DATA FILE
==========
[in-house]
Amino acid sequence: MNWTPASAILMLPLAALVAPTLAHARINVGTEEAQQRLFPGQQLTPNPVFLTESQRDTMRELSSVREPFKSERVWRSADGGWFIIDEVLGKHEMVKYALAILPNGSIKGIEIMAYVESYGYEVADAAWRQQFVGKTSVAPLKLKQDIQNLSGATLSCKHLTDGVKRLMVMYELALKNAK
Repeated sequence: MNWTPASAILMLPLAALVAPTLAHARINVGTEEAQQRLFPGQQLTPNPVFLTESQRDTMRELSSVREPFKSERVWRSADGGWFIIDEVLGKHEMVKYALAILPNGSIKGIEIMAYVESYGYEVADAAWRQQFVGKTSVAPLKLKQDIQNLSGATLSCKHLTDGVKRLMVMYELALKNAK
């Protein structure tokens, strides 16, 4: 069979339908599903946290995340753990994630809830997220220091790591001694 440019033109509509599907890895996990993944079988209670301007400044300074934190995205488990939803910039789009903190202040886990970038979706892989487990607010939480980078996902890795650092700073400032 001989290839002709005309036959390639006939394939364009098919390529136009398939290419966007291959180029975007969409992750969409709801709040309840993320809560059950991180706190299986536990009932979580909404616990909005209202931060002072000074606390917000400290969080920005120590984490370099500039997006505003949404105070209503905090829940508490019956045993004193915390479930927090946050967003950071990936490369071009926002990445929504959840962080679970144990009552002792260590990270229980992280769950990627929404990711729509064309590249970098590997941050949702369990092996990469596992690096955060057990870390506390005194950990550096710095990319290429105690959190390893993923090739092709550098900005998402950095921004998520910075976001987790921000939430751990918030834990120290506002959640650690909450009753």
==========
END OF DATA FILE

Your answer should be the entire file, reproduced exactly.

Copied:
[in-house]
Amino acid sequence: MNWTPASAILMLPLAALVAPTLAHARINVGTEEAQQRLFPGQQLTPNPVFLTESQRDTMRELSSVREPFKSERVWRSADGGWFIIDEVLGKHEMVKYALAILPNGSIKGIEIMAYVESYGYEVADAAWRQQFVGKTSVAPLKLKQDIQNLSGATLSCKHLTDGVKRLMVMYELALKNAK
Repeated sequence: MNWTPASAILMLPLAALVAPTLAHARINVGTEEAQQRLFPGQQLTPNPVFLTESQRDTMRELSSVREPFKSERVWRSADGGWFIIDEVLGKHEMVKYALAILPNGSIKGIEIMAYVESYGYEVADAAWRQQFVGKTSVAPLKLKQDIQNLSGATLSCKHLTDGVKRLMVMYELALKNAK
């Protein structure tokens, strides 16, 4: 069979339908599903946290995340753990994630809830997220220091790591001694 440019033109509509599907890895996990993944079988209670301007400044300074934190995205488990939803910039789009903190202040886990970038979706892989487990607010939480980078996902890795650092700073400032 001989290839002709005309036959390639006939394939364009098919390529136009398939290419966007291959180029975007969409992750969409709801709040309840993320809560059950991180706190299986536990009932979580909404616990909005209202931060002072000074606390917000400290969080920005120590984490370099500039997006505003949404105070209503905090829940508490019956045993004193915390479930927090946050967003950071990936490369071009926002990445929504959840962080679970144990009552002792260590990270229980992280769950990627929404990711729509064309590249970098590997941050949702369990092996990469596992690096955060057990870390506390005194950990550096710095990319290429105690959190390893993923090739092709550098900005998402950095921004998520910075976001987790921000939430751990918030834990120290506002959640650690909450009753």